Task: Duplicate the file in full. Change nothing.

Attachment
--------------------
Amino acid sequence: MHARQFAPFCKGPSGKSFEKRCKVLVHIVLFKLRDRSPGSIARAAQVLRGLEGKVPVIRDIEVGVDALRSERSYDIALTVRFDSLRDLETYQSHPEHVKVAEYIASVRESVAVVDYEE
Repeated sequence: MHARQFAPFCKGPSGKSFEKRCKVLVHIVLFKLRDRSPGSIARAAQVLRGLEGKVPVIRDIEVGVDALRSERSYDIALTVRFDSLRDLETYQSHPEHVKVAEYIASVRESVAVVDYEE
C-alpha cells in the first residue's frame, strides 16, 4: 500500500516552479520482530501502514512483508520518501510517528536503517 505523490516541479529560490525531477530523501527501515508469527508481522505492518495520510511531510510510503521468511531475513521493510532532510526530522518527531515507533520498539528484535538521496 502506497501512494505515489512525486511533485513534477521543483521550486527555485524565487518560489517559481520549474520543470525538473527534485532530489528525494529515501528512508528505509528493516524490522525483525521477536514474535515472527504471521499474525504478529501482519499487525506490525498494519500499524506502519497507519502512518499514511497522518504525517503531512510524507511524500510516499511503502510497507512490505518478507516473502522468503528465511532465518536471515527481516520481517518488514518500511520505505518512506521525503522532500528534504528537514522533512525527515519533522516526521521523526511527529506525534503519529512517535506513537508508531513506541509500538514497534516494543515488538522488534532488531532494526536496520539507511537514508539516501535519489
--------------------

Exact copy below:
Amino acid sequence: MHARQFAPFCKGPSGKSFEKRCKVLVHIVLFKLRDRSPGSIARAAQVLRGLEGKVPVIRDIEVGVDALRSERSYDIALTVRFDSLRDLETYQSHPEHVKVAEYIASVRESVAVVDYEE
Repeated sequence: MHARQFAPFCKGPSGKSFEKRCKVLVHIVLFKLRDRSPGSIARAAQVLRGLEGKVPVIRDIEVGVDALRSERSYDIALTVRFDSLRDLETYQSHPEHVKVAEYIASVRESVAVVDYEE
C-alpha cells in the first residue's frame, strides 16, 4: 500500500516552479520482530501502514512483508520518501510517528536503517 505523490516541479529560490525531477530523501527501515508469527508481522505492518495520510511531510510510503521468511531475513521493510532532510526530522518527531515507533520498539528484535538521496 502506497501512494505515489512525486511533485513534477521543483521550486527555485524565487518560489517559481520549474520543470525538473527534485532530489528525494529515501528512508528505509528493516524490522525483525521477536514474535515472527504471521499474525504478529501482519499487525506490525498494519500499524506502519497507519502512518499514511497522518504525517503531512510524507511524500510516499511503502510497507512490505518478507516473502522468503528465511532465518536471515527481516520481517518488514518500511520505505518512506521525503522532500528534504528537514522533512525527515519533522516526521521523526511527529506525534503519529512517535506513537508508531513506541509500538514497534516494543515488538522488534532488531532494526536496520539507511537514508539516501535519489